In vitro fertilization pioneer wins Nobel Prize
The Nobel prize in physiology or medicine has been awarded this year to Robert G. Edwards, an English biologist who with a physician colleague, Patrick Steptoe, developed the in vitro fertilization procedure for treating human infertility.
Since the birth of the first test tube baby, Louise Brown, on July 25, 1978, some 4 million babies have been conceived by mixing eggs and sperm outside the body and returning the embryo to the womb to resume the normal development. The procedure overcomes many previously untreatable causes of infertility and is used in 3 percent of all live births in developed countries.
Advances in human reproductive technology arouse people’s deepest concerns and often go through a cycle, first of outrage and charges of playing God, then of acceptance. In vitro fertilization proved no exception.
“We know that IVF was a great leap because Edwards and Steptoe were immediately attacked by an unlikely trinity — the press, the pope and prominent Nobel laureates,” biochemist Joseph Goldstein said in presenting the Lasker Award to Edwards in 2001.
Research with human embryonic stem cells, made possible by Edwards’ development of in vitro fertilization, has evoked a similar outcry, but so far there are no offsetting practical benefits like the birth of healthy babies to eager parents. Because of the difficulty of stem cell research, such benefits may not be seen for many years, if ever.
Edwards, a physiologist who spent much of his career at Cambridge University in England, devoted more than 20 years to solving a series of problems in getting eggs and sperm to mature and unite successfully outside the body. His colleague, Steptoe, was a gynecologist and pioneer of laparoscopic surgery, the method he used to extract eggs from the prospective mother.
Steptoe, who presumably would otherwise have shared the prize, died in 1988 (the Nobel prize is not awarded posthumously). Edwards, 85, has retired as head of research from the Bourn Hall Clinic in Cambridge, which he and Steptoe founded as one of the world’s first centers for in vitro fertilization.
Because of health issues, Edwards himself was not available to reflect on his research career or the children alive because of his achievement.
“Unfortunately he is not in a position to understand the honor he has received today,” said Dr. Michael Macnamee, director of the Bourn Hall clinic and a longtime colleague of Edwards. “He remembers the past very well but not the present.”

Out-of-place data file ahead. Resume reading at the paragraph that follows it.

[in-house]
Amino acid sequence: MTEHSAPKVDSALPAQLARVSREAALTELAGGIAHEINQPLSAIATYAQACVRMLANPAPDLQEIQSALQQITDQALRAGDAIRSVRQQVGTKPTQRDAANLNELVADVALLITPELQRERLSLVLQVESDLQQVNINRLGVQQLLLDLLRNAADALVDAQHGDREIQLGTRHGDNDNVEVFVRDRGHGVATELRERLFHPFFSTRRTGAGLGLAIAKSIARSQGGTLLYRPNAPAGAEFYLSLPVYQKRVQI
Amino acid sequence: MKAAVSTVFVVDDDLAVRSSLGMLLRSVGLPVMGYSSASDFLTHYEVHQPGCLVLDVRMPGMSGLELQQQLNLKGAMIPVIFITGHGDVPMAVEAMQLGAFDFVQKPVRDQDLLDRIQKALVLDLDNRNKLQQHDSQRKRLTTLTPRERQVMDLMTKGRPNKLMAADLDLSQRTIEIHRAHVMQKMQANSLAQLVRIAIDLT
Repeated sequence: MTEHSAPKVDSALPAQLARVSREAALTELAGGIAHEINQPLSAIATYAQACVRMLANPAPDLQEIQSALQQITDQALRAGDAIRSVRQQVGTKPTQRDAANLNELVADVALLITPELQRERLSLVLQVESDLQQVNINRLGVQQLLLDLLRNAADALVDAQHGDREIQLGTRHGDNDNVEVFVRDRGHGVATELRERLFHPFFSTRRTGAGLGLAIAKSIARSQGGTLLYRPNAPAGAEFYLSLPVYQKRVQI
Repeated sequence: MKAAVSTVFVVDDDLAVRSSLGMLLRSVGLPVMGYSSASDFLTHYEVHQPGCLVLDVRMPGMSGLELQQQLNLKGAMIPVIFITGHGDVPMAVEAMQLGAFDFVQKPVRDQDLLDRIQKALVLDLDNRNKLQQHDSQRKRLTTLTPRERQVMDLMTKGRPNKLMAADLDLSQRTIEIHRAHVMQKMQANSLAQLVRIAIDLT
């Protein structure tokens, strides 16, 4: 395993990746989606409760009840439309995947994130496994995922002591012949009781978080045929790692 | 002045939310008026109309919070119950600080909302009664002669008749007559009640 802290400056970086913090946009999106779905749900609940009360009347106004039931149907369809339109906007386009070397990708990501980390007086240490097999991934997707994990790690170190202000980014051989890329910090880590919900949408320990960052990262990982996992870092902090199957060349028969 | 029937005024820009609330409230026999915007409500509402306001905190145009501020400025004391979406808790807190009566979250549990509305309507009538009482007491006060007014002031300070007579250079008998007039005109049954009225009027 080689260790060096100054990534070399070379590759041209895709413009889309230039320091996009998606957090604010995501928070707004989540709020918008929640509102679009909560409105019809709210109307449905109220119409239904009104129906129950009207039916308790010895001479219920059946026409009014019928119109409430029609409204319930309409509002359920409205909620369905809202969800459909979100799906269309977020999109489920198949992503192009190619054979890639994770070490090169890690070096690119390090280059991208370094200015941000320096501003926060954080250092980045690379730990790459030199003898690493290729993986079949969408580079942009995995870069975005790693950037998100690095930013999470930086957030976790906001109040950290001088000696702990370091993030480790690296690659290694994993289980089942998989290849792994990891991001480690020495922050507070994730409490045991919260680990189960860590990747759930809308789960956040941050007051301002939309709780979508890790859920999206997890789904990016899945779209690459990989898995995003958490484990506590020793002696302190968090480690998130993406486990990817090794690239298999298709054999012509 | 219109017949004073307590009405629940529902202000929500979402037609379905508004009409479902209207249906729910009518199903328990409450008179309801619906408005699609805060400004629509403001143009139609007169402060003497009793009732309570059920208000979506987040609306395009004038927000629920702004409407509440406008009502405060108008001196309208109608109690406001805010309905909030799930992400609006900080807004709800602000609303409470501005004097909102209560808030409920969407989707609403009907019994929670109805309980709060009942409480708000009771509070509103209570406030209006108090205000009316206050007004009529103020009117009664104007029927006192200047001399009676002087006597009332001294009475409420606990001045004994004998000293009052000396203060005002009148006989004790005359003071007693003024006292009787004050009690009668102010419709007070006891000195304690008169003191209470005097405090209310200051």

The deliberations of the prize-giving committee at the Karolinska Institute in Sweden are confidential, and it is unclear why it took so long to acknowledge Edwards’ achievement.
The Swedish committee is believed to avoid controversial people and issues. The ethical objections to in vitro fertilization may have been one reason for the delay. Scientists speculated that Edwards’ political views — he has been a committed socialist — may have been another.
The committee routinely ignores the stipulation in Alfred Nobel’s will that the prize should be awarded for a discovery made the preceding year, because it takes longer than that to evaluate most scientific claims, but delays of 30 years or more are unusual. The Lasker Foundation in New York, whose jurors often anticipate the Nobel prize committee, awarded Edwards its prize nine years ago, although it, too, failed to act in time to honor Steptoe.
Although in vitro fertilization is now widely accepted, the birth of the first test tube baby was greeted with intense concern that the moral order was being subverted by unnatural intervention in the mysterious process of creating a human being. Edwards was well aware of the ethical issues raised by his research and took the lead in addressing them.
The objections gradually died away — except on the part of the Roman Catholic Church — as it became clear that the babies born by in vitro fertilization were healthy and that their parents were overjoyed to be able to start a family. Long-term follow-ups have confirmed the essential safety of the technique.